Kemi Adeosun, Nigeria’s minister of finance, said Sunday that in an effort to reduce the cost of governance, the country was able to save the sum of N125 billion between 2016 and 2017, through the reduction in travel allowances, sitting allowances and other recurrent expenditure such as office stationery.
According to the minister, the amount was saved through the activities of the Efficiency Unit, which was set up by the ministry.
The unit had issued circulars to ministries, departments and agencies of government, advising them to take advantage of the quantity discount of between five percent and 50 percent when booking for air tickets.
This is expected to reduce the amount spent on overhead by the government.
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Giving a breakdown of the amount, the minister stated that the sum of N91bn was saved from the reduction in travel allowances between 2016 and 2017, while the balance of N34bn was saved from office stationeries.
A further breakdown of the N91bn for travel allowances showed that the government saved N34bn in 2016, while the 2017 fiscal period had N57bn.
For office stationery, Adeosun said the sum of N24bn was saved in 2016, while the 2017 fiscal period had N10bn.
Adeosun stated, “The Efficiency Unit has embarked on several cost-cutting initiatives that have influenced the issuance of circulars to all the MDAs by the Secretary to the Government of the Federation, the Head of the Civil Service of the Federation, and the National Salaries, Wages and Income Commission.
“The issuance of these circulars has led to better management of certain recurring processes and activities relating to travels, sitting allowances, souvenirs and others, resulting in savings.
“The government has saved N34bn on travel and transport for 2016 compared to 2015 figures, and a further N57bn on same travel and transport in 2017 compared to 2016. Again, on office stationery and computer consumables, the government saved N24bn in 2016 as against the previous year and a further N10bn in 2017 compared to the 2016 expenditure on the same line item.”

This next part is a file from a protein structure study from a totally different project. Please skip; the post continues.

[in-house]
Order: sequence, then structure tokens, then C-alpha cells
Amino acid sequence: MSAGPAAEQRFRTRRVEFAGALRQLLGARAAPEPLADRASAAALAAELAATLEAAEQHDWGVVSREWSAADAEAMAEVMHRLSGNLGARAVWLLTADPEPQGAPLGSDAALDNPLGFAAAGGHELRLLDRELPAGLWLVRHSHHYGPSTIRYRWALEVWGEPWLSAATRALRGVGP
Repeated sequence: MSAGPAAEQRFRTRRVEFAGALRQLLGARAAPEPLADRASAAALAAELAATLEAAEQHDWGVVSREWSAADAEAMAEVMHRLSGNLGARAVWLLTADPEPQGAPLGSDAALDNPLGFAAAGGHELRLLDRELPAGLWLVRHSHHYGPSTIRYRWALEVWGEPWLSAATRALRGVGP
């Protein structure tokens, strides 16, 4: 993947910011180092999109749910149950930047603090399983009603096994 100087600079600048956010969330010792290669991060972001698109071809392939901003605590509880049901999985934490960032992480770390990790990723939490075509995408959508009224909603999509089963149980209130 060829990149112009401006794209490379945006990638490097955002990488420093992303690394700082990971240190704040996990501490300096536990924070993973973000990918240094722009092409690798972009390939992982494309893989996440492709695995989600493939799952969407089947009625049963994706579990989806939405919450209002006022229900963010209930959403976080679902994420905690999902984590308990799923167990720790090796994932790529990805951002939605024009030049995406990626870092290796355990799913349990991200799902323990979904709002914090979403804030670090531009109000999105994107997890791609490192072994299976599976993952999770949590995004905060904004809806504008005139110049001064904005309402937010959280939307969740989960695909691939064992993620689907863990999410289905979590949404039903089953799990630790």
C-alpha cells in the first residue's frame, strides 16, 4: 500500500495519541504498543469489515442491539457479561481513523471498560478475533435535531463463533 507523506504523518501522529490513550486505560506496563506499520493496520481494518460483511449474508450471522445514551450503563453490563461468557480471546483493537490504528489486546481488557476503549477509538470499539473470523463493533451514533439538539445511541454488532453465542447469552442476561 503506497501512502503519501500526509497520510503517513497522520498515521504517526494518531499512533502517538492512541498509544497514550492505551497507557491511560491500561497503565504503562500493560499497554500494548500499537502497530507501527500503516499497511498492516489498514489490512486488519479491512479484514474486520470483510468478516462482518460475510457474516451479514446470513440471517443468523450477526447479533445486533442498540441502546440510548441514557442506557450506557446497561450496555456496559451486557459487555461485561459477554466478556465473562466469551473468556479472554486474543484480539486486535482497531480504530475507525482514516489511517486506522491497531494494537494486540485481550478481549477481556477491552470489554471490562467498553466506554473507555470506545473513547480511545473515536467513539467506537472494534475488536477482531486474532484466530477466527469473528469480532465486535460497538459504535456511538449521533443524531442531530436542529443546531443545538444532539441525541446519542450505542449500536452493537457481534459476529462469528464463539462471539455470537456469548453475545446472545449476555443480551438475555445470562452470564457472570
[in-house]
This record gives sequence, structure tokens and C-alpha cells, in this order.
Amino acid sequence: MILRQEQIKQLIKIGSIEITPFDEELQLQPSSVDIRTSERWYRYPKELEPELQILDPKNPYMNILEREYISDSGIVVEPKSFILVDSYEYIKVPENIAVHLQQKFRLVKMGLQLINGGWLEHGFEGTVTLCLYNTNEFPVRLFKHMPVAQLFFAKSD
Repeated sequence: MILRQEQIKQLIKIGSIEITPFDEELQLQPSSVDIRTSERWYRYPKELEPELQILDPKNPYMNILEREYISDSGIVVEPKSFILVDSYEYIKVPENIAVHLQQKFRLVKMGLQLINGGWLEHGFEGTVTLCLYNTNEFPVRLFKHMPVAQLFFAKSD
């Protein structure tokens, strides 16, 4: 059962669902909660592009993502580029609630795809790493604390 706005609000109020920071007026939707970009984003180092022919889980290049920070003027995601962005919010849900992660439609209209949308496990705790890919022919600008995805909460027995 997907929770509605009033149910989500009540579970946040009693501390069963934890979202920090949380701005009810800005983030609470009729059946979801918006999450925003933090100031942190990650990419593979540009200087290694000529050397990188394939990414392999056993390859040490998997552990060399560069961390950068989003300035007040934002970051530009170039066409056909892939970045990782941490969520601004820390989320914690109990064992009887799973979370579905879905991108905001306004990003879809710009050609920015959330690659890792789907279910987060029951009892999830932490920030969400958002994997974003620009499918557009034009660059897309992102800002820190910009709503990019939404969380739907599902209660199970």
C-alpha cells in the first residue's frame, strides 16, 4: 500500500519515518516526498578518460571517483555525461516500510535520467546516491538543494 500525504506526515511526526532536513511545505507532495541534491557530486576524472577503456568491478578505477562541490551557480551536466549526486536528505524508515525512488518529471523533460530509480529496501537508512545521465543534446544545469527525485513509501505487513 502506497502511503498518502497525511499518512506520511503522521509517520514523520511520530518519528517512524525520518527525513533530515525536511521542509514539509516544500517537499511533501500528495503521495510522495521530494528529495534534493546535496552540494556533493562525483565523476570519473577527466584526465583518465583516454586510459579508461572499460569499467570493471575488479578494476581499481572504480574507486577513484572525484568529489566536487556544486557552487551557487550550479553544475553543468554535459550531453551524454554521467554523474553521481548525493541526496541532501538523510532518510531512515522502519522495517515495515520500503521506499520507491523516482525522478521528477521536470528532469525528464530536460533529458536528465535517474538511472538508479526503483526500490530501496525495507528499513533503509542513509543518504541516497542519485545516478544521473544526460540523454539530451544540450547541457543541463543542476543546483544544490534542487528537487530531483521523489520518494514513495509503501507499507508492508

On the fears expressed by the International Monetary Fund about the ability of the government to repay the country’s N21.7tn debt, the minister maintained that there was no cause for alarm, adding that the nation’s debt was still sustainable.
Adeosun said the government was not worried about the country’s rising debt as the debt to Gross Domestic Product ratio was still low compared to other countries.
For instance, she noted that compared to Nigeria’s debt to GDP ratio of 20 percent, Ghana’s was at 68 percent; Ethiopia, 50 percent; and China, 250 percent.
The minister added that unlike the previous government that borrowed to pay salaries, the focus of the administration of President Muhammadu Buhari was to invest massively in infrastructure.
She said as of the time that the Buhari administration took over in 2015, oil prices were very low and as such the government was constrained in allocating funds for capital projects without having to source for loans.